Rupert and James Murdoch have had part of their multi-million dollar cash bonuses withheld as a result of News Corp's UK phone hacking scandal.
But the company's most senior executives were still paid between $US10 million and $US30 million ($A9.82 million and $A29.46 million) in the 12 months to June 30.
Chairman and chief executive Rupert Murdoch was paid $US30 million ($A29.46 million) in the year, a 10 per cent reduction from the previous 12 months.
On top of a $US8.1 million ($A7.95 million) annual salary, Rupert Murdoch accepted a cash bonus of $US10.4 million ($A10.21 million), less than the $US12.5 million ($A12.27 million) he could have received.
James Murdoch, News Corp's deputy chief operating officer and former head of News International, was paid $US16.8 million ($A16.50 million) in the year to June.
He accepted a cash bonus of $US5 million ($A4.91 million), $US1 million less than his targeted bonus.
James Murdoch turned down a $US6 million ($A5.89 million) bonus in the 2010/11 financial year because of the scandal at the UK paper News of The World, which was part of the News International business.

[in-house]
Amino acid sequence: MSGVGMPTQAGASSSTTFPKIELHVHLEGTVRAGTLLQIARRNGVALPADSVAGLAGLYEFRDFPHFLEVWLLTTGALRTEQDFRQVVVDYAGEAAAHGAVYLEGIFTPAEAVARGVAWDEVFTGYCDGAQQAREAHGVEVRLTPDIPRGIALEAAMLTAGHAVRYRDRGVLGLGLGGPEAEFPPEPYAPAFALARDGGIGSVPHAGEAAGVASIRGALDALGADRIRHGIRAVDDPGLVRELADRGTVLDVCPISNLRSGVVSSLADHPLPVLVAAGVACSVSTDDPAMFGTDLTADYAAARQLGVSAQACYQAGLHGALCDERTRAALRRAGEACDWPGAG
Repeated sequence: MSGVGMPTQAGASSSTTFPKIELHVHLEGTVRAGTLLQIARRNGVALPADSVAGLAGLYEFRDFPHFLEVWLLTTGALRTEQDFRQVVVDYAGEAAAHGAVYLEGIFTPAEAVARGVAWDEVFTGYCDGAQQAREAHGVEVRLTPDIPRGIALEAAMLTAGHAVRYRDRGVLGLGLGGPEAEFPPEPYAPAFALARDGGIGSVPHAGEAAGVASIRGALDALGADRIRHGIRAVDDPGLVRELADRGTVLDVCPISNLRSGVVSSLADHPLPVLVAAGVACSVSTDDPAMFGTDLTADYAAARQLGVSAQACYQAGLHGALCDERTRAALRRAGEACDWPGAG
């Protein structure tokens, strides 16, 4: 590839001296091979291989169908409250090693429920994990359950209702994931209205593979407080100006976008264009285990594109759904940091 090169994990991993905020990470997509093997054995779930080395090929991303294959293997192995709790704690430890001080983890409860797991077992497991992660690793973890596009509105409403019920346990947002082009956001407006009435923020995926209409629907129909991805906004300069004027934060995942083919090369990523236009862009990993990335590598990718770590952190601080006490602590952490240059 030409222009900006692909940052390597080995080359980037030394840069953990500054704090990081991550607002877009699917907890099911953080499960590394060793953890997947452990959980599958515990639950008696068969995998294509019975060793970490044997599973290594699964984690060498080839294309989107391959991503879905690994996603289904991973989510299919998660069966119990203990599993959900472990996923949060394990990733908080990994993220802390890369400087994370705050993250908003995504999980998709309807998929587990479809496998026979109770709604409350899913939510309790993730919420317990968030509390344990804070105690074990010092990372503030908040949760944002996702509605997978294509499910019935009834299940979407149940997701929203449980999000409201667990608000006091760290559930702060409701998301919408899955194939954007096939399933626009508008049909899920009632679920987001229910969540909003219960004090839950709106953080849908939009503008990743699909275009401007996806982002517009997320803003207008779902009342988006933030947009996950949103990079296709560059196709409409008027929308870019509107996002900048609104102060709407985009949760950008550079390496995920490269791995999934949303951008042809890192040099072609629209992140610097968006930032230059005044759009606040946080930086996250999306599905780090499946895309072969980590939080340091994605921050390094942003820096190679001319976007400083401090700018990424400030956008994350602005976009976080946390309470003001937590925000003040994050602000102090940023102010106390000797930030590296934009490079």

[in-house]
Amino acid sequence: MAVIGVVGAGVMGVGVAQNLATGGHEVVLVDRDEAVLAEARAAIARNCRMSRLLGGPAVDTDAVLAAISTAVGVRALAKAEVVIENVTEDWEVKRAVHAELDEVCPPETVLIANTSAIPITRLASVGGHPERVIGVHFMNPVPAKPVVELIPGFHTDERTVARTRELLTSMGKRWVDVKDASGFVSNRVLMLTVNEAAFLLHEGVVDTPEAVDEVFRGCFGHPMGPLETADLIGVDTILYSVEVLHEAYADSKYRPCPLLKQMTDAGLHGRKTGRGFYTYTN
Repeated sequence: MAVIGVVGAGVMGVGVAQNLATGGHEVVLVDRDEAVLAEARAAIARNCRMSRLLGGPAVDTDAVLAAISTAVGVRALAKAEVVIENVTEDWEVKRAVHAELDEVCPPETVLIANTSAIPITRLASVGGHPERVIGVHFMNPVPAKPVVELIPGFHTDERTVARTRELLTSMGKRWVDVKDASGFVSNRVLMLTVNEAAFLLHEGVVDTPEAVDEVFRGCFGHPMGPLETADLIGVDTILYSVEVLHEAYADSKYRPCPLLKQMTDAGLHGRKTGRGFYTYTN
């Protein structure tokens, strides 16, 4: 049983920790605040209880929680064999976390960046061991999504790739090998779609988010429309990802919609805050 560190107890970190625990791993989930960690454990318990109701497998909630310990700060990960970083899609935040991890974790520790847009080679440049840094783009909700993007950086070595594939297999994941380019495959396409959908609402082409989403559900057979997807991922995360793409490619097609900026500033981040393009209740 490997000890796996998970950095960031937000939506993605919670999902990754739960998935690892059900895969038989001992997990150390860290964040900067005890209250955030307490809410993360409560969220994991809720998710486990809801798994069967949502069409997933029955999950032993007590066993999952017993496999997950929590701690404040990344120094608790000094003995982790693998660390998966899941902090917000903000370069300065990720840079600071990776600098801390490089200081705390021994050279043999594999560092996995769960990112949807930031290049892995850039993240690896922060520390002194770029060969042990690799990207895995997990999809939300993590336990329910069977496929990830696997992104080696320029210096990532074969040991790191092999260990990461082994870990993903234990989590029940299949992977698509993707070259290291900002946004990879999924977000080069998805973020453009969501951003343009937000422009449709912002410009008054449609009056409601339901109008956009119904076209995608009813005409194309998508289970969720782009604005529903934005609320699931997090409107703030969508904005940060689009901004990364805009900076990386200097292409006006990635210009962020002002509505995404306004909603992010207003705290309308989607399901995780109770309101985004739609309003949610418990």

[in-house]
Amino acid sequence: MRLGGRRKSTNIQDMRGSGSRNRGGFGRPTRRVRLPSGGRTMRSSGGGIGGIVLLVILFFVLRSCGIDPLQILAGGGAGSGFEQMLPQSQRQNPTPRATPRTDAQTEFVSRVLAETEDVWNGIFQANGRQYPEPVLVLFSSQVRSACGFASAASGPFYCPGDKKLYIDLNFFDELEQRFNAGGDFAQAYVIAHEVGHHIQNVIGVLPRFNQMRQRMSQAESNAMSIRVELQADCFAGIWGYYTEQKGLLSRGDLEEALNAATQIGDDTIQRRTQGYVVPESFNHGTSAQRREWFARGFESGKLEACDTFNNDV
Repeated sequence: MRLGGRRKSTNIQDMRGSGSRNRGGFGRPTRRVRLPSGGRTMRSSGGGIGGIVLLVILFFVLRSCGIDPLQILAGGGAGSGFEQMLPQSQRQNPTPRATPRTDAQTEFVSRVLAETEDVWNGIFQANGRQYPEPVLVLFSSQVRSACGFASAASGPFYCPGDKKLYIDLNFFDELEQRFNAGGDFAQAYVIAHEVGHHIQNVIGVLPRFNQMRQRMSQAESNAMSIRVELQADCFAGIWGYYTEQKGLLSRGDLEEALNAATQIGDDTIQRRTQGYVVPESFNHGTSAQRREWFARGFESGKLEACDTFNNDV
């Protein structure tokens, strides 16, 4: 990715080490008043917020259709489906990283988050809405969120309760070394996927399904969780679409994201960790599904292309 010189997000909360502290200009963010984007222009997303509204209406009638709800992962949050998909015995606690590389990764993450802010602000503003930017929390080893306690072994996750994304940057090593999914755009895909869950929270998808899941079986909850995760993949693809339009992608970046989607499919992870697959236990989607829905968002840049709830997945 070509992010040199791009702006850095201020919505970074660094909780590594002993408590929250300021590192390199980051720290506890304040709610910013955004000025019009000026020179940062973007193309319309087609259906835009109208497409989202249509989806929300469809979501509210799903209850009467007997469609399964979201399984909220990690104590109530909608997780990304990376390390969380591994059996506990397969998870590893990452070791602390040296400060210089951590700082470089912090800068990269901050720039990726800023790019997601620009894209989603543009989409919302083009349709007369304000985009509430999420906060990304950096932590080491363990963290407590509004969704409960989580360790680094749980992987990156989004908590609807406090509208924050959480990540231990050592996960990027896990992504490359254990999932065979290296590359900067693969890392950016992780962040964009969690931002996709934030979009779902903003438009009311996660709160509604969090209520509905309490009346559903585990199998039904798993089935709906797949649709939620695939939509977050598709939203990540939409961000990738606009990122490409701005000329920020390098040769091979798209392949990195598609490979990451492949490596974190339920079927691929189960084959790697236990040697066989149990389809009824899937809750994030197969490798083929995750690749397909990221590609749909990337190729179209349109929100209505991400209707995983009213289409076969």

The company said executive bonuses were reduced in 2011/12 because of the scandal.
"The compensation committee believed that management should share responsibility for the impact of these matters on the company, including the related costs, in the current fiscal year," it said in its annual review.
Chase Carey, Rupert Murdoch's deputy, had his pay reduced by 18 per cent from the previous year to $US24.8 million ($A24.35 million).
Chief financial officer David DeVoe had his pay cut by 41 per cent to $US10.8 million ($A10.61 million).
News Corp suffered a significant backlash from its independent shareholders at the company's annual general meeting in November 2011.
There were significant votes lodged against the re-election of James and Lachlan Murdoch to the board, and the remuneration of the company's executives.
Several resolutions have been put forward by shareholders for the upcoming annual general meeting, seeking the appointment of an independent chairman, the elimination of the company's dual-share structure, and simple majority votes on all resolutions.
The board has included statements in opposition to each resolution in the company's annual review.
It has also nominated two new members for its board, after Andrew Knight and John Thornton announced they would step down.
Former Colombian president Alvaro Uribe and former US secretary of labour Elaine Chao will stand for election at the annual meeting.
The meeting will be held in Los Angeles on October 16.